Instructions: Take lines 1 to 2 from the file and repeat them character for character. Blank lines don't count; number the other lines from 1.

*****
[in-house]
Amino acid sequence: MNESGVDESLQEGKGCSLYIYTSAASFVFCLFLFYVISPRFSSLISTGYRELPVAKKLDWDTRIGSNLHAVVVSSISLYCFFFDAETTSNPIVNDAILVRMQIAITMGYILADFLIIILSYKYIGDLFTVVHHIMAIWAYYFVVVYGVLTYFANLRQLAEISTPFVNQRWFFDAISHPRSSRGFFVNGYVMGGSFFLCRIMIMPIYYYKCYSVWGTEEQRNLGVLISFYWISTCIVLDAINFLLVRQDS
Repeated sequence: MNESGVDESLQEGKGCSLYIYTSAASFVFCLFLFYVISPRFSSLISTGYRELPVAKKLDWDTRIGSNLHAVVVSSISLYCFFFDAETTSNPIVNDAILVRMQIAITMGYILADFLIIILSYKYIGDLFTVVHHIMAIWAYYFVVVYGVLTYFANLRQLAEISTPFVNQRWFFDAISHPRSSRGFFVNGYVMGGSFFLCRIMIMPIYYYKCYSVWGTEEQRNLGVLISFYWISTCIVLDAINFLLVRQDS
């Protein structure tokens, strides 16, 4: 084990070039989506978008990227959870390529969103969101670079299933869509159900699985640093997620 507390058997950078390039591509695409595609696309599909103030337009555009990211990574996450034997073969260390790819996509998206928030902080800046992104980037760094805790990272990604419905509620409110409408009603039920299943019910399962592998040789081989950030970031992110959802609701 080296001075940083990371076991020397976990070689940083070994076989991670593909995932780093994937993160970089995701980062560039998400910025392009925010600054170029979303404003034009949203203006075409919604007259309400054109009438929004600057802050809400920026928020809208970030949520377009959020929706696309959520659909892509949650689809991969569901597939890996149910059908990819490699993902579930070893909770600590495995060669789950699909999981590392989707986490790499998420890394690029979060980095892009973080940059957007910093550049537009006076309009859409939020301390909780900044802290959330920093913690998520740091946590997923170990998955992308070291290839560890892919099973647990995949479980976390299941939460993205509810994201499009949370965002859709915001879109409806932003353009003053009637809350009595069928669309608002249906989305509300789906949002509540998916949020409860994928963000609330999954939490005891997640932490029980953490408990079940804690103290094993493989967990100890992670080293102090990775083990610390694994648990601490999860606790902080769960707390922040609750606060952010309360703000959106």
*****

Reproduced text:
[in-house]
Amino acid sequence: MNESGVDESLQEGKGCSLYIYTSAASFVFCLFLFYVISPRFSSLISTGYRELPVAKKLDWDTRIGSNLHAVVVSSISLYCFFFDAETTSNPIVNDAILVRMQIAITMGYILADFLIIILSYKYIGDLFTVVHHIMAIWAYYFVVVYGVLTYFANLRQLAEISTPFVNQRWFFDAISHPRSSRGFFVNGYVMGGSFFLCRIMIMPIYYYKCYSVWGTEEQRNLGVLISFYWISTCIVLDAINFLLVRQDS